Federico Mammano, Justin Wilcox, Doan Winkel - 3E Podium 2023

Considering the level of competition among the Entrepreneurship Experiential Exercises (3E), we were ecstatic, and honored, that the Financial Modeling Showdown got recognized!

This continues our streak:


Bowling at USASBE
                  That face says it all 🙂

Overall, we came away from the conference reinvigorated and recommitted to providing the best entrepreneurship education resources we can!

Speaking of which, here are all of our resources from USASBE:


Get Slides, Lesson Plans, and Exercises

Includes resources from all 5 of our sessions:

  1. Marketing MVPs: Testing Demand on Social Media
  2. Making Finance Fun: The Financial Modeling Showdown
  3. Revenue Model Card Game
  4. Backpack Design Challenge: Intro to Design Thinking
  5. What is Your “F” Problem?

Just enter your email in the box above.

What’s Next?

In upcoming posts, we will share lesson plans, quick slides, and a variety of other resources to keep your students engaged!

Subscribe here to get our next classroom resource in your inbox.

Join 15,000+ instructors. Get new exercises via email!

Teaching Entrepreneurship Winter Summit

Teaching Entrepreneurship Winter Summit

Teaching Entrepreneurship Winter Summit 2022

The Teaching Entrepreneurship Winter Summit is back with . . .

2 New Workshops!

You and our community of entrepreneurship educators voted for your favorite workshops, and now they’re happening!

Register Here

Learn Best Practices

The Teaching Entrepreneurship Winter Summit provides you with top-performing exercises and lets you experience these exercises like your students will. Plus, they’re…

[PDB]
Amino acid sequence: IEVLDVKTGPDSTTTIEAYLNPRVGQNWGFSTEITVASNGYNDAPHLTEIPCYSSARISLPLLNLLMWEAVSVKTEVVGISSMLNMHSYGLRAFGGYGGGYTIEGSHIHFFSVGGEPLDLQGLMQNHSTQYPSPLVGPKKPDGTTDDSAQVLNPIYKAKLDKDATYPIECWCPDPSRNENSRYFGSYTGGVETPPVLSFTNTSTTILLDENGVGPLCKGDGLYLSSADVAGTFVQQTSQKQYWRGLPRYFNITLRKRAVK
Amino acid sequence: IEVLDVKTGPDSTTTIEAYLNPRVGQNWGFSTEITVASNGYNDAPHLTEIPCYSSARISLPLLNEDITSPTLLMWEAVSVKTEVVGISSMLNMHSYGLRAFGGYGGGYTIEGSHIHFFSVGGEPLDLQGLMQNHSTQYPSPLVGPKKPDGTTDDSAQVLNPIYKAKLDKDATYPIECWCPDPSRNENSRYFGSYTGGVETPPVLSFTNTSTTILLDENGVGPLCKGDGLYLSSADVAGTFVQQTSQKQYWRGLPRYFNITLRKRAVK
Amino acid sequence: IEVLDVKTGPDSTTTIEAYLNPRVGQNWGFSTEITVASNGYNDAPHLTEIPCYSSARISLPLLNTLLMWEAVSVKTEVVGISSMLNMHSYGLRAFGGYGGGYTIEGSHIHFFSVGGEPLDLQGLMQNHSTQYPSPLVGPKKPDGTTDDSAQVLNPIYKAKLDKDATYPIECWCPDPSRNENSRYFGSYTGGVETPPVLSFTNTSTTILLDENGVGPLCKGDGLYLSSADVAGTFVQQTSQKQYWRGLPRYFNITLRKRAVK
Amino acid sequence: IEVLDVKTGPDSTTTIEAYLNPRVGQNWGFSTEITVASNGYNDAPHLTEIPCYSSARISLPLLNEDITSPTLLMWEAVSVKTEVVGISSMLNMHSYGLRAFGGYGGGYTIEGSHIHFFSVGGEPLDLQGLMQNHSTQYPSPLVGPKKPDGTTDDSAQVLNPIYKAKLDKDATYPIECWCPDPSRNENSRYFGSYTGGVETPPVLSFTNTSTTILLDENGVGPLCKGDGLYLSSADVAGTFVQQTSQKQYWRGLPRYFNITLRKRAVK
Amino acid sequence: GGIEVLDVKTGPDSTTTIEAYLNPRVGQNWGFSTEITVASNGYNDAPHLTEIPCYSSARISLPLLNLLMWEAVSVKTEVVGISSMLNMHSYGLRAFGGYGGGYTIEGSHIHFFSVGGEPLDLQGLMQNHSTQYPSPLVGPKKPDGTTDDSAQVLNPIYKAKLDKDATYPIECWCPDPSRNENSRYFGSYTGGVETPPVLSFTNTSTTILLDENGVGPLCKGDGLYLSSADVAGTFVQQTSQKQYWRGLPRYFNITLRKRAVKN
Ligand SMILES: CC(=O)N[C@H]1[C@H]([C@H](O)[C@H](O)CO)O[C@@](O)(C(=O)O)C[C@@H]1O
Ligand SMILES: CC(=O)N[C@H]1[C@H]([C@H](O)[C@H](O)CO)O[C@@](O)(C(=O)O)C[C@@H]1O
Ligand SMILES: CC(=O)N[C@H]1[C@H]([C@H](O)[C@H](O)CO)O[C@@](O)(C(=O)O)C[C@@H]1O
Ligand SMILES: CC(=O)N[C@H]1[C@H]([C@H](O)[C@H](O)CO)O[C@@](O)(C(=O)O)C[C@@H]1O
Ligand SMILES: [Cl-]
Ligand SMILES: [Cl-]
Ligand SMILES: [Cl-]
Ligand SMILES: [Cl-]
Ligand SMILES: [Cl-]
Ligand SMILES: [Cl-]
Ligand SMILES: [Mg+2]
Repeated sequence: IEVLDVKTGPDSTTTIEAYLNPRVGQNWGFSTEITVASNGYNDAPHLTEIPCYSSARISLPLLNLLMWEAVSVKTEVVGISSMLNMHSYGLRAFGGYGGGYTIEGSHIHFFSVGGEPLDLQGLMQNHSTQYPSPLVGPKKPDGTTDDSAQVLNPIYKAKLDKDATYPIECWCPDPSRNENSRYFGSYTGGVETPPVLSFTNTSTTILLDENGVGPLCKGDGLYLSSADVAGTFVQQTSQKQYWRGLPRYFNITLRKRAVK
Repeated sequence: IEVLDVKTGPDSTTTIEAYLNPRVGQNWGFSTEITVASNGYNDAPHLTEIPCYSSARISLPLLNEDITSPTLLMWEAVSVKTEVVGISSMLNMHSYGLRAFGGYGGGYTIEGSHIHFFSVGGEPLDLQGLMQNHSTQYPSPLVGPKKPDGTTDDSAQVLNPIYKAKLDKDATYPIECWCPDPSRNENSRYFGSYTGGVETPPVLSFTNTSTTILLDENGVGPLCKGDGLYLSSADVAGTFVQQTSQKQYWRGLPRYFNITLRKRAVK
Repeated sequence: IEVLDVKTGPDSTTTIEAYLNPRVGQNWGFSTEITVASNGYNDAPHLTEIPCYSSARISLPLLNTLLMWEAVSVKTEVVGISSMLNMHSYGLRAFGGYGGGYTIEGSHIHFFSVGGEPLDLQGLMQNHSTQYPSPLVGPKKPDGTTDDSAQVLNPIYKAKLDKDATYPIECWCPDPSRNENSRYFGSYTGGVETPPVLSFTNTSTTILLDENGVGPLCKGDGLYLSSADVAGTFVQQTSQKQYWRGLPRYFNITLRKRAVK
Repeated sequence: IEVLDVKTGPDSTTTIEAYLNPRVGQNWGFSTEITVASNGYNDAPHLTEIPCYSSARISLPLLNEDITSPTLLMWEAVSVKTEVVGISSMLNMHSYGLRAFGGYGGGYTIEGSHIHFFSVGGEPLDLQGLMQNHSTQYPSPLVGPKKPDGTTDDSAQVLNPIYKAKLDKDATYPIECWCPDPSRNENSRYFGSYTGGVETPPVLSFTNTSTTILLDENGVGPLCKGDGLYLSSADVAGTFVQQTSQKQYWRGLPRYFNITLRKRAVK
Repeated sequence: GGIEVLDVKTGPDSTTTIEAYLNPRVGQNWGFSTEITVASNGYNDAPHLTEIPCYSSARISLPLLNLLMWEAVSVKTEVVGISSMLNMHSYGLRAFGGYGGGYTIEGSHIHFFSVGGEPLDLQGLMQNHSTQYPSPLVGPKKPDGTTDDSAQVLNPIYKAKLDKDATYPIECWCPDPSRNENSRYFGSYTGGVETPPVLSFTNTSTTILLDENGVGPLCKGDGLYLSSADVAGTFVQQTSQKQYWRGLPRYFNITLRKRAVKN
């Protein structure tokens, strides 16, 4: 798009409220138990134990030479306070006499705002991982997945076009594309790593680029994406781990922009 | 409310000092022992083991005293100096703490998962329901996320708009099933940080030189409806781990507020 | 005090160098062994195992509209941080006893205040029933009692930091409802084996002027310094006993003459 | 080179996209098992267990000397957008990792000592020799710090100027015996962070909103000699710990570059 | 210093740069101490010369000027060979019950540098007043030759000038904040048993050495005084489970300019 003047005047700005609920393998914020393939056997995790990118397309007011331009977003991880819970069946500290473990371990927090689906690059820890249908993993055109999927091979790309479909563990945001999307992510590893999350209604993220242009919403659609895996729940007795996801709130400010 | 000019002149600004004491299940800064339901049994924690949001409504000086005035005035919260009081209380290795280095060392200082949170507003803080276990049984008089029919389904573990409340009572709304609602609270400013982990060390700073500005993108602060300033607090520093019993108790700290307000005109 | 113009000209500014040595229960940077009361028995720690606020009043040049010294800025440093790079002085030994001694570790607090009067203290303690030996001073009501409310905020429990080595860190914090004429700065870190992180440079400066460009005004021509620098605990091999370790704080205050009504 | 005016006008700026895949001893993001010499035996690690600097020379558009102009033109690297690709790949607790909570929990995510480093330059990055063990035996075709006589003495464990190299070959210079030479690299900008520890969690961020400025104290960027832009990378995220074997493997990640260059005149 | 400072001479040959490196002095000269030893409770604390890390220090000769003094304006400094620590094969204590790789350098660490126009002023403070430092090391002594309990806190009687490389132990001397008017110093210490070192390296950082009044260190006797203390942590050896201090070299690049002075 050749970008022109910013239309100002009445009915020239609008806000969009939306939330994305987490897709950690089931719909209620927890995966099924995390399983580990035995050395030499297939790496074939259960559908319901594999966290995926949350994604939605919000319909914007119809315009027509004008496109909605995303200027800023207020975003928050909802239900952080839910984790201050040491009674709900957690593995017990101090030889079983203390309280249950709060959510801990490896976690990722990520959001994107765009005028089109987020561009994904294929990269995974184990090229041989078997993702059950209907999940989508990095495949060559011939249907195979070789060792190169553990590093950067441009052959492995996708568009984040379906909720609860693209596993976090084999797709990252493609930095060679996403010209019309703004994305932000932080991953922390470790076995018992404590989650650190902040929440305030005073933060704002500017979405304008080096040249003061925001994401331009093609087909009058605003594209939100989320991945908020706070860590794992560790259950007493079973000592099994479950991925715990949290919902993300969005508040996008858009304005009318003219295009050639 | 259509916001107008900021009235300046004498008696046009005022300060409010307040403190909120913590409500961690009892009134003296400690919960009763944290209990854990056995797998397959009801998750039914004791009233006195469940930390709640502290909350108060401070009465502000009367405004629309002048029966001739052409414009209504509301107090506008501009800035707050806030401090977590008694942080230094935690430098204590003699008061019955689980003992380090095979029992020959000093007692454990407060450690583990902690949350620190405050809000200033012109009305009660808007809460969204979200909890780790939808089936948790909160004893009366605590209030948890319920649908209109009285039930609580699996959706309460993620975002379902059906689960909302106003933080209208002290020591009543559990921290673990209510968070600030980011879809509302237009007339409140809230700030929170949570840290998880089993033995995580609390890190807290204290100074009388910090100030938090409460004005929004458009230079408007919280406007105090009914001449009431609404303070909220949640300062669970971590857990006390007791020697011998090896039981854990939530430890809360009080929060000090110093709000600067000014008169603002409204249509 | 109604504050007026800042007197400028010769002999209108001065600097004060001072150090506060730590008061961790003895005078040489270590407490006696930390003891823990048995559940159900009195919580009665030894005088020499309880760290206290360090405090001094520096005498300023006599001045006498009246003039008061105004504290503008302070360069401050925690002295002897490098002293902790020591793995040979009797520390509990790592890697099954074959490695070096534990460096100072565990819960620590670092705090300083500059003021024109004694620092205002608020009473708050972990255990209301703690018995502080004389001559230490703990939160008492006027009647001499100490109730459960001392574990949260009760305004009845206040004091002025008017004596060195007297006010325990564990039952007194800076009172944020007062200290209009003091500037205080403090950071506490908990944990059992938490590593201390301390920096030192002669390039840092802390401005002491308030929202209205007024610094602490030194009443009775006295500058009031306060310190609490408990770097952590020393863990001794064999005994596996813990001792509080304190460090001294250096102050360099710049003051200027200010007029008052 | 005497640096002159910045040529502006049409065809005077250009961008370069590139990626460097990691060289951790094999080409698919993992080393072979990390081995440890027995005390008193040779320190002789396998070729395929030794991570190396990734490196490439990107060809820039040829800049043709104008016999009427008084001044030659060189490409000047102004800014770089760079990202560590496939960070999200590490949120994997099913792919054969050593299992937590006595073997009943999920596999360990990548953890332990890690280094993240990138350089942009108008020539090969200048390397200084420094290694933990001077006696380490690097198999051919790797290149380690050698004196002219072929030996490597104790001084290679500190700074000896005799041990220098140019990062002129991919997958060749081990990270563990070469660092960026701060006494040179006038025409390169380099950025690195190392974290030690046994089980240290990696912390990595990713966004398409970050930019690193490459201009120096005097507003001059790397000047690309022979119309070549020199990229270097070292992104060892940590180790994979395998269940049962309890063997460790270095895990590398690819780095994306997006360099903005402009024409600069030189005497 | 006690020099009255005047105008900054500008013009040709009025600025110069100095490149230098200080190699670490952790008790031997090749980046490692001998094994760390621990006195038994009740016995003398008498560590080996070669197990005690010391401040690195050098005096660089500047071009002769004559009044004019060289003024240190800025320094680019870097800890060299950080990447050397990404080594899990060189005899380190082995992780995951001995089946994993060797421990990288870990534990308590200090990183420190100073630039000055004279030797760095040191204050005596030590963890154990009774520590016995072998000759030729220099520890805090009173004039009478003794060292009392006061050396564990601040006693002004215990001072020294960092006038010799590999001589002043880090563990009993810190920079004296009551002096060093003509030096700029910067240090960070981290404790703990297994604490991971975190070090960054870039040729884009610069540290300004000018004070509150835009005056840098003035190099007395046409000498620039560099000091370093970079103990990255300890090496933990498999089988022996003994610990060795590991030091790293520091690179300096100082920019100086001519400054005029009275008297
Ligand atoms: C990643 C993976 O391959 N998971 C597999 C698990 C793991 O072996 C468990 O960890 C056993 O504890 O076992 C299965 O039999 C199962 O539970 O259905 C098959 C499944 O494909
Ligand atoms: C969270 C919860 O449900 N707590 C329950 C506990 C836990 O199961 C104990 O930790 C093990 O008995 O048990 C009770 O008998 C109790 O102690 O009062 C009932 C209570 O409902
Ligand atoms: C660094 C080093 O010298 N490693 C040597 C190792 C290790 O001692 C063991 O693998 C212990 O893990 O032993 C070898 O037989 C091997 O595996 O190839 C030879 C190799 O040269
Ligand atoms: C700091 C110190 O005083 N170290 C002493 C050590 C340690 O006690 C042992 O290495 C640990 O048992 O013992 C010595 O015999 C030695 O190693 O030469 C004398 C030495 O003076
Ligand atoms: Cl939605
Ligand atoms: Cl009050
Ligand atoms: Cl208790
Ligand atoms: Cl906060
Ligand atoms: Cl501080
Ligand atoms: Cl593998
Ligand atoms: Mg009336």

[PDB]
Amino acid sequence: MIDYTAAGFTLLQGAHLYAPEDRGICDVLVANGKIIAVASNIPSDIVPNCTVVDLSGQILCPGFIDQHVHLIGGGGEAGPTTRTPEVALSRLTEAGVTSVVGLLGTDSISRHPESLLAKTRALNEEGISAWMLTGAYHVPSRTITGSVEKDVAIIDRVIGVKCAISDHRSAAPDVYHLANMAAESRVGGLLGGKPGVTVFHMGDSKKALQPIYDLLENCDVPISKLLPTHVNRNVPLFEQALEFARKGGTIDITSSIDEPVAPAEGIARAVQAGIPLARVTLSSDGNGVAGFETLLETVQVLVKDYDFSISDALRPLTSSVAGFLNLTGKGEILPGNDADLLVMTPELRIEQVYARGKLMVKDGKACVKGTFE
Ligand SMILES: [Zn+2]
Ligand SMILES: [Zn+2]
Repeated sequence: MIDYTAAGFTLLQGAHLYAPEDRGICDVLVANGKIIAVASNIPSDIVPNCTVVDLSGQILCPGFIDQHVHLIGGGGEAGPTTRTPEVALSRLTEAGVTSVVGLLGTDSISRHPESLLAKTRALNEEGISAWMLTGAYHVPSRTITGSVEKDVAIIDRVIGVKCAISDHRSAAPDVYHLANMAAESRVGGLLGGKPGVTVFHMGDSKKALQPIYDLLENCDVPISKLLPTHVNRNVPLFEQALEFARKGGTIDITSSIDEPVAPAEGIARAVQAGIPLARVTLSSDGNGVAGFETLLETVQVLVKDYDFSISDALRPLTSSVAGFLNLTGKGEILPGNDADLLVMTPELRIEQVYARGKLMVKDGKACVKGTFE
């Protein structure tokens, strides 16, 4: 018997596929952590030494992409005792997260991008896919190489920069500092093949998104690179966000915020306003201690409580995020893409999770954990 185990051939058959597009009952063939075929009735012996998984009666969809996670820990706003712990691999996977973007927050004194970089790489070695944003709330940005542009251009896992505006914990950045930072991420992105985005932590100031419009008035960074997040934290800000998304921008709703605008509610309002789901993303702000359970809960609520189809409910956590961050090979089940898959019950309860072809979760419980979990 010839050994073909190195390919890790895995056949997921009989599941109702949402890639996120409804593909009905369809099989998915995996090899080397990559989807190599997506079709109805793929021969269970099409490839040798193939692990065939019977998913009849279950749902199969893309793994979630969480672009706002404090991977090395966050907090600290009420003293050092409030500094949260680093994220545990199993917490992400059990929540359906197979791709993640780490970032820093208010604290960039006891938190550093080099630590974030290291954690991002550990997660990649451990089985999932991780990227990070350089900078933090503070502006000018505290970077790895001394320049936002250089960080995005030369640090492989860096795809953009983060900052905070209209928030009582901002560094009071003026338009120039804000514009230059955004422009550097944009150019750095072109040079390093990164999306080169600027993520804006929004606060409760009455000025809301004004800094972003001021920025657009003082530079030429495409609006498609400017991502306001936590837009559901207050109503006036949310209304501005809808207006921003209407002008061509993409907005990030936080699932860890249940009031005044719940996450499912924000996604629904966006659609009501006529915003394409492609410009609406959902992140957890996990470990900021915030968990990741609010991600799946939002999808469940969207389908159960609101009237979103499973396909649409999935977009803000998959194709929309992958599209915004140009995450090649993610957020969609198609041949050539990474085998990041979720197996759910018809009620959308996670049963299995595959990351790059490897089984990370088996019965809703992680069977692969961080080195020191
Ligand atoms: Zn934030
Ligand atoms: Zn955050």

Free when you join us live!

Both sessions will run from 1:00 – 2:30 pm Eastern on their respective days but if you can’t join us live, recordings are available for purchase.

Tuesday, December 13th

See It Taught Live: Financial Modeling Showdown

Winter Summit 2022: Financial Modeling Showdown

Watch Dr. Doan Winkel teach his students financial modeling live* using a fun, interactive game that you can use with your students too!

*We’ll live stream cameras from the classroom so you’ll literally see how the lesson is taught.

Tuesday, December 20th

Engagement From the First Day

Winter summit: Engagement From Day One

Use this lesson to get your students to think like entrepreneurs from the first day of class. 

In collaboration with Jay Markiewicz from Virginia Commonwealth University.

Register Here

Early Bird Tickets Available

We know budgets are tight right now so we’re offering a new “Live Access Only” ticket to the Teaching Entrepreneurship Winter Summit free of charge.

Plus: Full Access tickets, which include recordings and slides, are $100 off before November 30th.

Winter Summit Benefits

Winter Summit map

At our last summit. . .

600+ educators joined us live!

Register here so you don’t miss the Winter Summit!

Register Here

How to Teach Revenue Models